Monday, February 27, 2017

American Lion: A Review of Jon Meacham's biography of Andrew Jackson

American Lion.
Source: https://images-na.ssl-images-amazon.com/images/I/51IJontUykL._SX327_BO1,204,203,200_.jpg

Old Hickory.

War hero.

Rebel.

Orphan.

Soldier. 

Dictator.

Father figure.

Slave owner.

Devoted husband.

Defender of the people.

Breaker 
of the bank.

Honorable.

Random face on the $20 bill.

President.

Andrew Jackson.

In American Lion: Andrew Jackson in the White House, Jon Meacham has the tall order of trying to present a president who, from what I can tell, was a conflicted and controversial figure in his own time.  How does a historian reconcile the disparate accounts, first person and second person and third person records of an individual’s life, and then turn around and present the truth as far as they are able to a general readership?  This is the problem of any historian.  And Andrew Jackson certainly did not make it easy for his future biographers. 

Monday, February 20, 2017

Done Too Soon

Sadly, it happens more often than I would like to admit.  You’re reading a great book—wonderful in fact—with an intriguing premise, a good cast of characters, and a nice grasp of Style.  The only problem?  The end. 

Now, the end of the book, if the book is good, is always the worst part.  Because the goodness and enjoyment of the book ends when the story does.  But the real tragedy is when a book’s end comes far, far too soon.

The First Two Lives of Lukas-Kasha is either the first or second Lloyd Alexander book I ever read. (It’s a tossup between this and The Arcadians, but since I read—er, devoured—both of them within a 48-hour period, but I can’t remember which one I technically opened first.)  It holds a special place in my heart with all Lloyd Alexander books, because not only are they wonderful books, but because I discovered them by chance during a rather difficult, lonely time in my adolescence.  Lukas-Kasha, the Arcadians, Prydain, Vesper Holly…all were a source of comfort and cheer that I needed badly.

If you have read C.S. Lewis’ installment of The Chronicles of Narnia, The Horse and His Boy, then you may also enjoy The First Two Lives of Lukas-Kasha.  In my imagination they take place in very similar settings: both are rags-to-riches stories of a boy living in an ambiguously historical setting, pulled by extraordinary circumstances into an adventure involving horses, dangerous girls, and pseudo-Arabian Nights kingdoms.

Lukas is the town’s ne’er-do-well street urchin in a vaguely medieval town.  His only friend is Nicholas the blacksmith, a sort of enabler who gives Lukas money without making him do anything to earn it.  Lukas very wisely decides to invest said money in a traveling sideshow when the magician Battisto the Magnificent promises a “marvel to change his life.”  Battisto dunks Lukas in a tub of water.  Lukas comes up for air…in the middle of a sea.  He makes it to a strange shore where he finds himself in the Arabesque kingdom of Abadan.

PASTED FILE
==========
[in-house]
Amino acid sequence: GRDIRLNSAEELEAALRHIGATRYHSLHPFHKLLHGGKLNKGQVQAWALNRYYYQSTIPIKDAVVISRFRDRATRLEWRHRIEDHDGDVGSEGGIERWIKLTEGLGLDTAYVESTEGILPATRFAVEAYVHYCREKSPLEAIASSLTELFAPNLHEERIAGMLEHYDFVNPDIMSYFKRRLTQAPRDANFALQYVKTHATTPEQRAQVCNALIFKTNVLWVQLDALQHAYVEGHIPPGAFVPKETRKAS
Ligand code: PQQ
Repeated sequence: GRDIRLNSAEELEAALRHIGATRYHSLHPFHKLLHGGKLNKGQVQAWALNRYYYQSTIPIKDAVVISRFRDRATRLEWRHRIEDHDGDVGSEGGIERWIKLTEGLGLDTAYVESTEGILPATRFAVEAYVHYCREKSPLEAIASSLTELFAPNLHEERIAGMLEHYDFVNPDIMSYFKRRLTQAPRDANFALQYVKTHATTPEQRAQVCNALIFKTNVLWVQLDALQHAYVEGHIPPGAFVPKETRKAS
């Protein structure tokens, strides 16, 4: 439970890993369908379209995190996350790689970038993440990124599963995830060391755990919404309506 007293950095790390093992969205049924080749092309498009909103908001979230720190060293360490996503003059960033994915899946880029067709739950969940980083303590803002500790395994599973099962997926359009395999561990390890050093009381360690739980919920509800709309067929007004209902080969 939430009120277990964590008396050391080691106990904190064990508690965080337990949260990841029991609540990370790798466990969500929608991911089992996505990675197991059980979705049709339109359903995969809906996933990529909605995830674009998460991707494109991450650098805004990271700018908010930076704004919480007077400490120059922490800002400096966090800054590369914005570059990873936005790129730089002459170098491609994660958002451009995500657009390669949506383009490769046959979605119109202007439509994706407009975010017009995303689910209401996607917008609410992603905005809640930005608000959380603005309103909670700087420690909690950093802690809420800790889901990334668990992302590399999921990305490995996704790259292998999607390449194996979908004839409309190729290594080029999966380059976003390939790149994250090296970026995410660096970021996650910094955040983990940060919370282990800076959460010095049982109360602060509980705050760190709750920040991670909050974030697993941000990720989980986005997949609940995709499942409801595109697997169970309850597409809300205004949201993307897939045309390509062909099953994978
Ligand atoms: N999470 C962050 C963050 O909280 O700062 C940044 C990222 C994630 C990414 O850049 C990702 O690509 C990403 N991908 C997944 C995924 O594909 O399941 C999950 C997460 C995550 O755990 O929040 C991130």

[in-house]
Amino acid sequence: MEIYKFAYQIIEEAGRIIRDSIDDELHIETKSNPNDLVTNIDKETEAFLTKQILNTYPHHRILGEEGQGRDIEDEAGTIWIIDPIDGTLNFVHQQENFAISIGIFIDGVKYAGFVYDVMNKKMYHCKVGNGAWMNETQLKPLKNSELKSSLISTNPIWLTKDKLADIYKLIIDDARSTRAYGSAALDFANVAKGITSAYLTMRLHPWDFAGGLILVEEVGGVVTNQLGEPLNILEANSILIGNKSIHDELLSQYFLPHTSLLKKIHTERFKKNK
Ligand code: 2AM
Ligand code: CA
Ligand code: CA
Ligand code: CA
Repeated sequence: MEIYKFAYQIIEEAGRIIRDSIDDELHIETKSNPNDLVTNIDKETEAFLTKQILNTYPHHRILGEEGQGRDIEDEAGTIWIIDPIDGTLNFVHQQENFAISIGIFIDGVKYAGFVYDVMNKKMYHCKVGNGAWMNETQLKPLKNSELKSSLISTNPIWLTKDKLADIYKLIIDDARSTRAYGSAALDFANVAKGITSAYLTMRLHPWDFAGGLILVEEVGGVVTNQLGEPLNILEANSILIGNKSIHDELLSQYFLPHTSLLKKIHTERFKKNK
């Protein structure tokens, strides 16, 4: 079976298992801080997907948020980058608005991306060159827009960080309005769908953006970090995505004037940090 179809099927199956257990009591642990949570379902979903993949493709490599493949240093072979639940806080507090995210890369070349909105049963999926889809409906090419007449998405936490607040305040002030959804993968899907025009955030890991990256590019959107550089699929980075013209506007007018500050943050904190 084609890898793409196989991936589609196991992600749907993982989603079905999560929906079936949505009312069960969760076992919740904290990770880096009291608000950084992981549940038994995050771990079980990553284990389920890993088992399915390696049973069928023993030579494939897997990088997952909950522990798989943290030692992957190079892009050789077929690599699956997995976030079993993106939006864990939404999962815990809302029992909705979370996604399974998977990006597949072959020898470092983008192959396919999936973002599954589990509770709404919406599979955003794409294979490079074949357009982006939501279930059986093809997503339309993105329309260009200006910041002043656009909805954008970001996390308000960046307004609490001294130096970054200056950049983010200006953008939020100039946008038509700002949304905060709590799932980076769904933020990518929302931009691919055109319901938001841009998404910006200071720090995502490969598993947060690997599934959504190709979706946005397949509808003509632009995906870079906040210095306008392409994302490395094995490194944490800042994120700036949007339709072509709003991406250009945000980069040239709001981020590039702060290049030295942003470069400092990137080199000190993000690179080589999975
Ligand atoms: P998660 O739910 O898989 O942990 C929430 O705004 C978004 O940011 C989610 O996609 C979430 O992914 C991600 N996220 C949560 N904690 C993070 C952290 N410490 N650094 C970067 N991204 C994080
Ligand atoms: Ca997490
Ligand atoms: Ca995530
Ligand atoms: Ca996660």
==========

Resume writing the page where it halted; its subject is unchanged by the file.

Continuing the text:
He’s still damp with saltwater when he’s crowned King Kasha of said Abadan as part of a prophecy about the next ruler rising out of the ocean.  All is going swimmingly,* with Lukas-Kasha eating, loafing, and wearing gaudy clothes to his heart’s content, until he starts acting a little bit too much like a responsible monarch for the likes of his evil vizier Shugdad.  When Lukas-Kasha flatout refuses to declare war against the neighboring Bishangaris, Shugdad orders his assassination.

Lloyd Alexander’s picaresque stories usually involve many of the same character types.  Lukas is the ordinary boy who comes of age through being swept up in an adventure against his will.  Shugdad is the evil criminal mastermind, with an assortment of goons that are characterized by hostility, cunning, or ignorance.  Among Lukas’s friends are the pompous but goodhearted scholar (Locman the court astrologer), the rogue (thief and poet Kayim), the dignified warrior-girl Nur-Jehan, and the rambunctious kid (Haki). 

But Lukas-Kasha holds one major difference: its ending.  I won’t say exactly what happens, but when it does happen, it’s abrupt.  As I reread it recently, I really wished that this was the first of a series and not a standalone novel.  And I wasn’t quite sure why Alexander hadn’t done it; he certainly wrote plenty of other series.  Maybe there was a deadline for publication he was trying to reach. It’s possible he didn’t enjoy writing it or was too excited about another story to leave it open-ended for a sequel. 

Whatever the reason, as it is, the ending makes this book more existential than the majority of Alexander’s other books of a similar genre.  It’s possible this was Alexander’s intention all along: though this is an adventure novel, many of the themes have a serious, if not darker side.  Is the purpose of leadership to give power to the leader, or for the leader to serve the people he/she leads?  What use are riches if it’s as common as dirt?  How do you defeat evil while staying good? 



*Pun intended.  I apologize.  

Monday, February 6, 2017

Give all to love;
Obey thy heart;
Friends, kindred, days,
Estate, good-fame,
Plans, credit and the Muse,--
Nothing refuse.

'T is a brave master;
Let it have scope:
Follow it utterly,
Hope beyond hope[.]

from "Give All to Love" by Ralph Waldo Emerson